You might know the saying: “practice what you preach”. In other words: do what you say.
If you know me, or if you have worked with me for a while, you know that I often talk about duality.
It is a law of nature, after all.
What is duality?
We often talk about the shift from 3D to 4D to 5D and how letting go of duality plays an important role in this transition. We are no longer just good or bad, or just happy or gloomy, or even just male or female.
When we talk about duality during coaching sessions, and in the online training, we are truly enthusiastic about this and it resonates within us.
The most important thing, however, is to apply this way of thinking in daily life.
I will give you an example.
A new client recently started our online training program. She is very enthusiastic and could not wait to get started. That is when a problem with the technology arose. The Zoom call that we were in together got stuck and then froze all together – which is very annoying, of course. The client then tried to reach us via other channels. She indicated that she was disappointed and that she believed strongly that a proper technological setup is a basic condition for her to be able to participate effectively in our program.
Our back-office team immediately took action to restore contact.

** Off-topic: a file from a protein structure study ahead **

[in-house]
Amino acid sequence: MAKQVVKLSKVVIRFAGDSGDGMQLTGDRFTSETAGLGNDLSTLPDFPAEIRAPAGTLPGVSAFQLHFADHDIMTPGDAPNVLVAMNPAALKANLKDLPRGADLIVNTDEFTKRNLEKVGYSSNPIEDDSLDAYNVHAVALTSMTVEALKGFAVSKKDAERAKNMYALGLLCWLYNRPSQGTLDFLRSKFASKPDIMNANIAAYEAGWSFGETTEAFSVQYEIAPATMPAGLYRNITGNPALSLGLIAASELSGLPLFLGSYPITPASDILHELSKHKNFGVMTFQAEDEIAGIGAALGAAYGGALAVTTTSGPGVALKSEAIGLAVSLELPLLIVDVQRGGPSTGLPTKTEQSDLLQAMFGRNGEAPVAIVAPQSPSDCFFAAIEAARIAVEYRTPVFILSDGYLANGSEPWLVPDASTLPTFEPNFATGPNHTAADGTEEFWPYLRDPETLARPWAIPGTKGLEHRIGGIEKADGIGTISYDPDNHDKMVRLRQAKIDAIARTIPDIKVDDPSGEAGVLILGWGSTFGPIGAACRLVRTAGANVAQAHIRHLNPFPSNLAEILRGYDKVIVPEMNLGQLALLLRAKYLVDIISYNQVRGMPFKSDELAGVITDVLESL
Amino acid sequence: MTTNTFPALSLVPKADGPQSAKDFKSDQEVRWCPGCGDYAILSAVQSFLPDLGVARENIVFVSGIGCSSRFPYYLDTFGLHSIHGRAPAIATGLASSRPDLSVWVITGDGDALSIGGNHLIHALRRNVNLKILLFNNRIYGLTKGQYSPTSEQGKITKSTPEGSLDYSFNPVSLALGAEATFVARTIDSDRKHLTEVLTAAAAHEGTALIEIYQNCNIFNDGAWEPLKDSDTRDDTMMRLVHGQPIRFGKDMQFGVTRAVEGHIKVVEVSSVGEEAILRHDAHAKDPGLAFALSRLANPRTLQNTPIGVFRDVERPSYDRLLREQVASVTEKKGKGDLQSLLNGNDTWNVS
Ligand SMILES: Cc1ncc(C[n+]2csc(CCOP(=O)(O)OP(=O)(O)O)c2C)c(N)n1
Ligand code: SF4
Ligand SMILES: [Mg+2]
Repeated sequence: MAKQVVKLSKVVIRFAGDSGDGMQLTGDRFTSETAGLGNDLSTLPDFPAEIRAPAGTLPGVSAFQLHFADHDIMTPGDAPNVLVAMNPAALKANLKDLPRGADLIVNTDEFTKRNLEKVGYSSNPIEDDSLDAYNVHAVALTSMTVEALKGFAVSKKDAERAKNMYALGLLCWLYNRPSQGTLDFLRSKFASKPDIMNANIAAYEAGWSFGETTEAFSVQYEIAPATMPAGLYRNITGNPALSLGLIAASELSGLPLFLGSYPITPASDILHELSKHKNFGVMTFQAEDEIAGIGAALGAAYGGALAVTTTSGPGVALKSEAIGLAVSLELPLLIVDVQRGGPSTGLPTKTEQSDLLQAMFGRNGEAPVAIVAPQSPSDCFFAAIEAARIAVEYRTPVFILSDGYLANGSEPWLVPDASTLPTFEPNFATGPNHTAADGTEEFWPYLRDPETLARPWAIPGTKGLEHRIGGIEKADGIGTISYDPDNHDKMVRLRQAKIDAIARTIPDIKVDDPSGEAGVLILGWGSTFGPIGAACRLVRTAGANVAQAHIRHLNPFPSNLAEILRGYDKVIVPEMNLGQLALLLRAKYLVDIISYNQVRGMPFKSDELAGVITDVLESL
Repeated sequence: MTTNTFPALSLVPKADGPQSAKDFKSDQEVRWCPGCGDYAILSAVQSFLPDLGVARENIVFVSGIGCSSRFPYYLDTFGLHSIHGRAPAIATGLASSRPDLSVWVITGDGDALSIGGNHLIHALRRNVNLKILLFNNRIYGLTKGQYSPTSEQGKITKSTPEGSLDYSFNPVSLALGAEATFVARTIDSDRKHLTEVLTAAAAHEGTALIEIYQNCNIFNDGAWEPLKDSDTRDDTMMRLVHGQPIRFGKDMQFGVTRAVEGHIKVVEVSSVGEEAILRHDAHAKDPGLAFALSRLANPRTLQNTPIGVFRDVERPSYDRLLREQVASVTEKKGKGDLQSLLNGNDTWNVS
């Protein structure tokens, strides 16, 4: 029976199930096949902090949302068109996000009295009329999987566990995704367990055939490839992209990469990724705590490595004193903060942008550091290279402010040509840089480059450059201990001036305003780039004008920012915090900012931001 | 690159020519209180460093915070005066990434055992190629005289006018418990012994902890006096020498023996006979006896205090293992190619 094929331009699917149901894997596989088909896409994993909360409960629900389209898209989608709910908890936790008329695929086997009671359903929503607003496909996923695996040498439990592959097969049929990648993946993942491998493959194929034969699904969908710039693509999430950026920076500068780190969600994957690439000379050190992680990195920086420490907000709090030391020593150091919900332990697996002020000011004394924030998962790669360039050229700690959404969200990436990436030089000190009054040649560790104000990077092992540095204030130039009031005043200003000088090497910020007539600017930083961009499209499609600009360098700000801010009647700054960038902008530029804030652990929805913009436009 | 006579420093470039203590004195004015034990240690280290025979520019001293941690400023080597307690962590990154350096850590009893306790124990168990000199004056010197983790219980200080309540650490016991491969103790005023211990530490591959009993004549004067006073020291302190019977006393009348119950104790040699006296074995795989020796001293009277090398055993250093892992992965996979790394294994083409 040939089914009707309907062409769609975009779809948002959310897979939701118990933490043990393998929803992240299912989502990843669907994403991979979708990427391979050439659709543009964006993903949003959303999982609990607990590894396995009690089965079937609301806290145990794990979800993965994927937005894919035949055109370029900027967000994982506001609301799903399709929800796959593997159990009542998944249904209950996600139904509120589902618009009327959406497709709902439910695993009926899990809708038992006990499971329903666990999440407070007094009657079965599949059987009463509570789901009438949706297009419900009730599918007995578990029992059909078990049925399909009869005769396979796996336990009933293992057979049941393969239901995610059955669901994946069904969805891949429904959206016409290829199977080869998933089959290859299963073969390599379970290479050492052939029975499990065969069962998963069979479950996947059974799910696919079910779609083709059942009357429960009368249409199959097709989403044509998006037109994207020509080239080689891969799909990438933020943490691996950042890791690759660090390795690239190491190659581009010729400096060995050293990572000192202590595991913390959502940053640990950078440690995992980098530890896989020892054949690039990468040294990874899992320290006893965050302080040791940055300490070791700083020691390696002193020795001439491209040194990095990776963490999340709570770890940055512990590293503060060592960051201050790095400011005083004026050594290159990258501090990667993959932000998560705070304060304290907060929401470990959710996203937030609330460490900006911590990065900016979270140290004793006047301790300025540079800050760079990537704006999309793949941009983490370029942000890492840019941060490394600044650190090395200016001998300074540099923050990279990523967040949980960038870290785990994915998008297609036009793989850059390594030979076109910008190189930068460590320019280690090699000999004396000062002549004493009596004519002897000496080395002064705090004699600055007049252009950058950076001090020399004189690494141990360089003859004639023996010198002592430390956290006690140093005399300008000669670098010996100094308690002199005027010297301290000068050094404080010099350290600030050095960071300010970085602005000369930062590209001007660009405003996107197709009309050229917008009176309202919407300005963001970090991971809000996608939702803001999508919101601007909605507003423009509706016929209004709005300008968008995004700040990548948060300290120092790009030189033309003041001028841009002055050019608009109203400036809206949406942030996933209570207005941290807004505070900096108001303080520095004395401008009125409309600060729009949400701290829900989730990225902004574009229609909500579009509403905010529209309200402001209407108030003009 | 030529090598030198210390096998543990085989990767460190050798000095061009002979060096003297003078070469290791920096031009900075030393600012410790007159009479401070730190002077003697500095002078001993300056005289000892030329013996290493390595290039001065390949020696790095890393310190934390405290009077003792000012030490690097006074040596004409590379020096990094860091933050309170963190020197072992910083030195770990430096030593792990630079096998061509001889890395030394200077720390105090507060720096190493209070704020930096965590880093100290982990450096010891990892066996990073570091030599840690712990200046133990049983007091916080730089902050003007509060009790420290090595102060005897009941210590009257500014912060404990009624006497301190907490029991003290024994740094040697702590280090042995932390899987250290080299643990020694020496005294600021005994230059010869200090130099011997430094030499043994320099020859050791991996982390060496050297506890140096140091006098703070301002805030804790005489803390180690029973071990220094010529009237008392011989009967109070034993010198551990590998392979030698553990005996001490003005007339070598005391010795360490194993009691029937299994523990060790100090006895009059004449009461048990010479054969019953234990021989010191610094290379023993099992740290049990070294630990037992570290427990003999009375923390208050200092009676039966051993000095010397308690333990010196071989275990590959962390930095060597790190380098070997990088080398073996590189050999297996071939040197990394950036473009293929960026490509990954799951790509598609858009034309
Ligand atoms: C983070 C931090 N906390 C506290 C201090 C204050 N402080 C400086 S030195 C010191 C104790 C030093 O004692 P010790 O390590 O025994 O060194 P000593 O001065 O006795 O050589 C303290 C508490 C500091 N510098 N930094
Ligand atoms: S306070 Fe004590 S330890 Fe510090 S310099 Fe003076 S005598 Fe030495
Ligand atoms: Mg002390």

You can imagine that this was a stressful situation for both parties. Duality was just around the corner. Good or bad. It does work or it does not work. Patience or impatience. Stress or calm. Satisfied or unsatisfied. And so on.
I noticed that I kept thinking in a non-dual way. I did not judge – not the client, not the technology, and not about my team.
I have been working in a non-dual way for as long as I can remember. That is to say: I have always tried to look at both sides of a story.
You may have heard of the “polder model”. In my opinion, the polder model is fairly non-dual in its essence. It always looks at multiple sides of a problem and makes effective use of negotiation to arrive at a solution that works for all parties involved.
That also applied in this situation. I wanted to ask everyone involved: have you thought of the other side? I understand that there is frustration, but at the same time I wondered: have you thought about what this is like for the other party?
I wanted to say to the client: I think it is great that you are so enthusiastic, committed, and motivated to get started.
I wanted to say to my client and my team: this is all about trust. For my client: trust that this will be solved and that we will do everything to make sure you can access and benefit from the training. For my team: trust that everything might not always go as planned, but that it does not mean that you will be fired, because making mistakes is human.
What I also realized is that we can learn a great deal from a situation like this and that it can help us to improve and optimize our processes even more.
Do you recognize this way of thinking? Or do you feel like you are not quite there yet?
Do you want to find out more about duality or practice it more actively? Please participate in my free webinar.